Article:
- N679K is proximal to and adds to the polybasic nature of the furin cleavage site, which may also increase spike cleavage and could aid transmission
- P681H has been shown to enhance spike cleavage, which could aid transmission. This mutation is found in alpha and an alternate mutation at this position (P681R) is found in Delta.
| Disease Severity|| |
There is no clear evidence whether infection with Omicron causes more severe disease compared to infections with other variants, including Delta. Data collected preliminarily suggest that there are increasing rates of hospitalization in South Africa, but this may be due to increasing overall numbers of people becoming infected, rather than a result of specific infection with Omicron. Currently, there is very minute information suggesting that symptoms associated with Omicron are different from those from other variants. Initially reported infections were among younger individuals who tend to have more mild diseases. Understanding the level of severity of the Omicron variant will take days to several weeks. All variants of COVID-19, including the Delta variant that is predominant worldwide causing wildfire, can cause severe disease or death in most vulnerable people. Thus, prevention is always key to avoid transmission and disease severity.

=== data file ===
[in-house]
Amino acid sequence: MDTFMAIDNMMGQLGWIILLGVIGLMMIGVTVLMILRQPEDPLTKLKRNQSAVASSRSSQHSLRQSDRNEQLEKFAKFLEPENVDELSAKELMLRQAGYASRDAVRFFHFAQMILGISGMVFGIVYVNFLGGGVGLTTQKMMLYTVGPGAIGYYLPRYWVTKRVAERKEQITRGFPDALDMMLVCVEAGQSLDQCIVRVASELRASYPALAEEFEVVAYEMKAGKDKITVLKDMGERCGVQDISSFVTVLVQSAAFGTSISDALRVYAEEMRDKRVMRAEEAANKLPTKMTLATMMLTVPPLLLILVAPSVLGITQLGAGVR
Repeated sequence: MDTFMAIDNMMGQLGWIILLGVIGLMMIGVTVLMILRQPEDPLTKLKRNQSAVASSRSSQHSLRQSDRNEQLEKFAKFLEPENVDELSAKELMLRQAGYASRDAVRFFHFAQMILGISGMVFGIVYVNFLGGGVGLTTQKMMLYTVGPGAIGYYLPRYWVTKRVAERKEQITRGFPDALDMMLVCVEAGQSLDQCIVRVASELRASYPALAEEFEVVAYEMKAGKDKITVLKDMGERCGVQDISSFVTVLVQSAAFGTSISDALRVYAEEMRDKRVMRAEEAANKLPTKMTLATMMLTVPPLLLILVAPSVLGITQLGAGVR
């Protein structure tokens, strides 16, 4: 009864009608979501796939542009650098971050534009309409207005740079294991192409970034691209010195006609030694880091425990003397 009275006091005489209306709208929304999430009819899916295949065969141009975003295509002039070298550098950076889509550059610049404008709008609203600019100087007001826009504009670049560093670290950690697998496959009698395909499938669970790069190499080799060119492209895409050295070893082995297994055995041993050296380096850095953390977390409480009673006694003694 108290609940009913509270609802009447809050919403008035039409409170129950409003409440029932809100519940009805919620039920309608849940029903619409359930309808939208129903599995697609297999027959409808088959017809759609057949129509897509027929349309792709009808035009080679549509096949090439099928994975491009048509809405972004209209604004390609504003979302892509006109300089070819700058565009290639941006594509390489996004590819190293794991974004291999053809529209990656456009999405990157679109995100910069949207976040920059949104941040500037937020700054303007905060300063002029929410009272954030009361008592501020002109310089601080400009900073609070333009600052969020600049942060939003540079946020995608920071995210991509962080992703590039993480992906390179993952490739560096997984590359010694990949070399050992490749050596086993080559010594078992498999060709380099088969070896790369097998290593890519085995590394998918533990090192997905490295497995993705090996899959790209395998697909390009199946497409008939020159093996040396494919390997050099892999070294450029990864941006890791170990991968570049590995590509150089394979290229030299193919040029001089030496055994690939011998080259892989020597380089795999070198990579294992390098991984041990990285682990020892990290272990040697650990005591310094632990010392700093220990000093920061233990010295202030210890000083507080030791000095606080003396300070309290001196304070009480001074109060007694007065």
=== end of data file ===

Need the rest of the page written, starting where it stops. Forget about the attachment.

| Can Reverse Transcription Polymerase Chain Reaction Tests Reveal Omicron Variant?|| |
The reverse transcription-PCR (RT-PCR) test is considered to be the “gold standard” for detecting COVID-19. The emergence of the Omicron variant has shifted the focus on RT-PCR as a highly accurate identifier of infection. That's because it has been found that in certain cases, a positive RT-PCR test can also give a good idea if the infection is caused by this newest variant of concern. However, there is an important forewarning: not all RT-PCR tests can identify Omicron, which further, is not the only variant thus susceptible to detection.
RT-PCR test works by detecting the presence of specific genetic material in a pathogen. In the case of the novel coronavirus, most RT-PCR tests seek out genes in its spike protein, which the virus uses to invade human cells. In RT-PCR tests, more than one spike protein is targeted, so that even if a mutation may have changed one of the genes, the other genes would still get captured in this test.
The WHO named this phenomenon as S-gene dropout or SGTF which means that specific RT-PCR tests can “therefore be used as marker for this variant, pending sequencing confirmation.”
| Omicron and Vaccine Efficacy|| |